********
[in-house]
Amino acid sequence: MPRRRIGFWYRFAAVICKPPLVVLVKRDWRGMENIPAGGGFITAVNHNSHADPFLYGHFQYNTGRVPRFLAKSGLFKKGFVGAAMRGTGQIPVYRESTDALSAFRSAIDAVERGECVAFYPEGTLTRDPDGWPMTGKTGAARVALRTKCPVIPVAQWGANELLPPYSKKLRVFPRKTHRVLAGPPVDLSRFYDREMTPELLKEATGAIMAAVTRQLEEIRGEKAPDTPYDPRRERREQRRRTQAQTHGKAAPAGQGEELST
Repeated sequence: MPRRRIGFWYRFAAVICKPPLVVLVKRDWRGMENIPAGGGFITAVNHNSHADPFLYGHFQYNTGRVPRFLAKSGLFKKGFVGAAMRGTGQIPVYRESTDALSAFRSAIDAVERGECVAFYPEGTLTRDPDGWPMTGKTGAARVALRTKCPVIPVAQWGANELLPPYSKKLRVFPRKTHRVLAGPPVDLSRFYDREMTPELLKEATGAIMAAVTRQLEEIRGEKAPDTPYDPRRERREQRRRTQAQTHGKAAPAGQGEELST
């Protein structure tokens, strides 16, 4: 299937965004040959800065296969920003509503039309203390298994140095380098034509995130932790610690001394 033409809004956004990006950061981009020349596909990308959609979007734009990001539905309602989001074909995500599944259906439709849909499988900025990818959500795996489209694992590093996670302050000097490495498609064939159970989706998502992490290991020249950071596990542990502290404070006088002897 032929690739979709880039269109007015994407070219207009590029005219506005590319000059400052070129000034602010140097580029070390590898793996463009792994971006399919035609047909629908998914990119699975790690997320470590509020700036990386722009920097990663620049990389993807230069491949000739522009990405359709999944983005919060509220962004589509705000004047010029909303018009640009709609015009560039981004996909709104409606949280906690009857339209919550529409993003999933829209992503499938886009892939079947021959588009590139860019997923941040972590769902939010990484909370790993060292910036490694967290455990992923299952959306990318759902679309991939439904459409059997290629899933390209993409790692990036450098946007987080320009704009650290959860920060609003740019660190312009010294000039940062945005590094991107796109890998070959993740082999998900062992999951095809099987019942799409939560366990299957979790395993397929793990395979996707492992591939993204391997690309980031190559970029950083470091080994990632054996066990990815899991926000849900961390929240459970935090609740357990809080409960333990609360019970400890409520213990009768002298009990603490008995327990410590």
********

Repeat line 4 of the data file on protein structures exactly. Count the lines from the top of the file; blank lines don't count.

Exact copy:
């Protein structure tokens, strides 16, 4: 299937965004040959800065296969920003509503039309203390298994140095380098034509995130932790610690001394 033409809004956004990006950061981009020349596909990308959609979007734009990001539905309602989001074909995500599944259906439709849909499988900025990818959500795996489209694992590093996670302050000097490495498609064939159970989706998502992490290991020249950071596990542990502290404070006088002897 032929690739979709880039269109007015994407070219207009590029005219506005590319000059400052070129000034602010140097580029070390590898793996463009792994971006399919035609047909629908998914990119699975790690997320470590509020700036990386722009920097990663620049990389993807230069491949000739522009990405359709999944983005919060509220962004589509705000004047010029909303018009640009709609015009560039981004996909709104409606949280906690009857339209919550529409993003999933829209992503499938886009892939079947021959588009590139860019997923941040972590769902939010990484909370790993060292910036490694967290455990992923299952959306990318759902679309991939439904459409059997290629899933390209993409790692990036450098946007987080320009704009650290959860920060609003740019660190312009010294000039940062945005590094991107796109890998070959993740082999998900062992999951095809099987019942799409939560366990299957979790395993397929793990395979996707492992591939993204391997690309980031190559970029950083470091080994990632054996066990990815899991926000849900961390929240459970935090609740357990809080409960333990609360019970400890409520213990009768002298009990603490008995327990410590």